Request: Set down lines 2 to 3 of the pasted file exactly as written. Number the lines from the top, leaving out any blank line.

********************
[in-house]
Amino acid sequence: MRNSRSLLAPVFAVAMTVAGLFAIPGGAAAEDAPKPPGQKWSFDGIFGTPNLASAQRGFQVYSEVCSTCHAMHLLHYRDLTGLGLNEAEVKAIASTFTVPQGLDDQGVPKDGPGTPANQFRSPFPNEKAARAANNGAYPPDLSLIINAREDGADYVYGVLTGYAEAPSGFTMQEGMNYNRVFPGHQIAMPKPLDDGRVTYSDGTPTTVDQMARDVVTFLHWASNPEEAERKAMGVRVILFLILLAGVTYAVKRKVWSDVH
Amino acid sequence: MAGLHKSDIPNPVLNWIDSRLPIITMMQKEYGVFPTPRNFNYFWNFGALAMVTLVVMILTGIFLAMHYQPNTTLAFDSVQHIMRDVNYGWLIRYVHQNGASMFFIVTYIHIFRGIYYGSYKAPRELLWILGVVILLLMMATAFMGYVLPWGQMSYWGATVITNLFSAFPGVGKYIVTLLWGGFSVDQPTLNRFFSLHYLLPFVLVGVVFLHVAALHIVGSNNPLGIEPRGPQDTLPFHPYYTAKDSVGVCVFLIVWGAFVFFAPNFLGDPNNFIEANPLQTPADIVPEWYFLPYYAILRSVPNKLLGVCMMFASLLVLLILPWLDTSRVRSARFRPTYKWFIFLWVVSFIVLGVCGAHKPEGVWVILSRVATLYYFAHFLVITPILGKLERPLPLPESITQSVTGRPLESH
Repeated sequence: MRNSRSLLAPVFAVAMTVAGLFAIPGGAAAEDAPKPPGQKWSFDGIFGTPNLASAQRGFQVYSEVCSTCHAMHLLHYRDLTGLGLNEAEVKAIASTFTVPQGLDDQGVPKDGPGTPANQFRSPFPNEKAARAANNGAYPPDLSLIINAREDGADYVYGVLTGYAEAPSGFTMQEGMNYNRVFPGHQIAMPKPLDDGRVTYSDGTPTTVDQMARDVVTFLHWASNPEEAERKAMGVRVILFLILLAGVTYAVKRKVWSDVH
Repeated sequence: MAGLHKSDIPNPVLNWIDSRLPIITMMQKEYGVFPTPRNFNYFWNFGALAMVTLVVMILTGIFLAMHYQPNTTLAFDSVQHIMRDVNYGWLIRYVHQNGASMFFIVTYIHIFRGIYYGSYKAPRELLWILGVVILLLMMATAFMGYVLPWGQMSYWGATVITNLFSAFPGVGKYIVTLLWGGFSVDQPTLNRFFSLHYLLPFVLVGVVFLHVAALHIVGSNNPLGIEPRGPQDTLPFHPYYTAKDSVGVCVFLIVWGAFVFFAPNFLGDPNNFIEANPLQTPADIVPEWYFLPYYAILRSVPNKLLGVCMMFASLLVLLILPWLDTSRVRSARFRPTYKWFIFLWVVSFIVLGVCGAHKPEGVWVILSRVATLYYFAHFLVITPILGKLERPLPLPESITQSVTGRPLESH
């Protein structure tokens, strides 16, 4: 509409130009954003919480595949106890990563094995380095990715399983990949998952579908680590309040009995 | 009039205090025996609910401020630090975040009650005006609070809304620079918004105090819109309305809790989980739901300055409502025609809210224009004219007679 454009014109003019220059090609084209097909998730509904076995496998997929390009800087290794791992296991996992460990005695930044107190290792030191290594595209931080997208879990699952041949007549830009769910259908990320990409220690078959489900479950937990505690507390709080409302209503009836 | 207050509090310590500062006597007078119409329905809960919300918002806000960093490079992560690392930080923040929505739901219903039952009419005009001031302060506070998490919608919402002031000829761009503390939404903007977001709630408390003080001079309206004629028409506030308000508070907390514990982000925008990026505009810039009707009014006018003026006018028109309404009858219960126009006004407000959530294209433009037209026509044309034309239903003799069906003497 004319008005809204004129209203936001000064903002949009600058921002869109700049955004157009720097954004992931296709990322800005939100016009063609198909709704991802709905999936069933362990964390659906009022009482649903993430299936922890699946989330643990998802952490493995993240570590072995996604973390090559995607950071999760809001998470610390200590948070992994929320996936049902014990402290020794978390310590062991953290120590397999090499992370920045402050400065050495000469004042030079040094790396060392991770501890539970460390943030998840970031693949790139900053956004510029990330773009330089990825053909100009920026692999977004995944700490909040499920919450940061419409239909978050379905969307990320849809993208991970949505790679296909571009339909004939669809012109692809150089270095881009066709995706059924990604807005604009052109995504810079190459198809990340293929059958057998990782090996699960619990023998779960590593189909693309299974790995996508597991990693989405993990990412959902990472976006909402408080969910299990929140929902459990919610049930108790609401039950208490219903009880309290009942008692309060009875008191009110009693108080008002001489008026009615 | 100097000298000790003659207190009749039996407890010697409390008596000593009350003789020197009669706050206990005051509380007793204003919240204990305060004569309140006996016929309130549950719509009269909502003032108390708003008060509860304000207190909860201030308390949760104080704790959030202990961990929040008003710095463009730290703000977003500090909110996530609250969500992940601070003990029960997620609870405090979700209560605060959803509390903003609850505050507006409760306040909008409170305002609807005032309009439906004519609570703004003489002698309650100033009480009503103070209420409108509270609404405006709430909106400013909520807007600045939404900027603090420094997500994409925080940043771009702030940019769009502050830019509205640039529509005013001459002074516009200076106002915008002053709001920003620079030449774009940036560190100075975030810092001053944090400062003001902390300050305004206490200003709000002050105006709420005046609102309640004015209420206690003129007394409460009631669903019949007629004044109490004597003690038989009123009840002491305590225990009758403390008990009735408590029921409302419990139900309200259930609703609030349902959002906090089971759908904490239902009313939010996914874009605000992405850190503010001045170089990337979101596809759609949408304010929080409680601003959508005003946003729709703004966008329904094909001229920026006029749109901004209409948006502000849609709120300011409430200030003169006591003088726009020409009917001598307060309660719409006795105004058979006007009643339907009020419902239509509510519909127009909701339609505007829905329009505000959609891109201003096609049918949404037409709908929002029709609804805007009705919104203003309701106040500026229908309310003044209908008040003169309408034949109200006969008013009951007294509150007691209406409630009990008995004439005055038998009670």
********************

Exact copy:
Amino acid sequence: MRNSRSLLAPVFAVAMTVAGLFAIPGGAAAEDAPKPPGQKWSFDGIFGTPNLASAQRGFQVYSEVCSTCHAMHLLHYRDLTGLGLNEAEVKAIASTFTVPQGLDDQGVPKDGPGTPANQFRSPFPNEKAARAANNGAYPPDLSLIINAREDGADYVYGVLTGYAEAPSGFTMQEGMNYNRVFPGHQIAMPKPLDDGRVTYSDGTPTTVDQMARDVVTFLHWASNPEEAERKAMGVRVILFLILLAGVTYAVKRKVWSDVH
Amino acid sequence: MAGLHKSDIPNPVLNWIDSRLPIITMMQKEYGVFPTPRNFNYFWNFGALAMVTLVVMILTGIFLAMHYQPNTTLAFDSVQHIMRDVNYGWLIRYVHQNGASMFFIVTYIHIFRGIYYGSYKAPRELLWILGVVILLLMMATAFMGYVLPWGQMSYWGATVITNLFSAFPGVGKYIVTLLWGGFSVDQPTLNRFFSLHYLLPFVLVGVVFLHVAALHIVGSNNPLGIEPRGPQDTLPFHPYYTAKDSVGVCVFLIVWGAFVFFAPNFLGDPNNFIEANPLQTPADIVPEWYFLPYYAILRSVPNKLLGVCMMFASLLVLLILPWLDTSRVRSARFRPTYKWFIFLWVVSFIVLGVCGAHKPEGVWVILSRVATLYYFAHFLVITPILGKLERPLPLPESITQSVTGRPLESH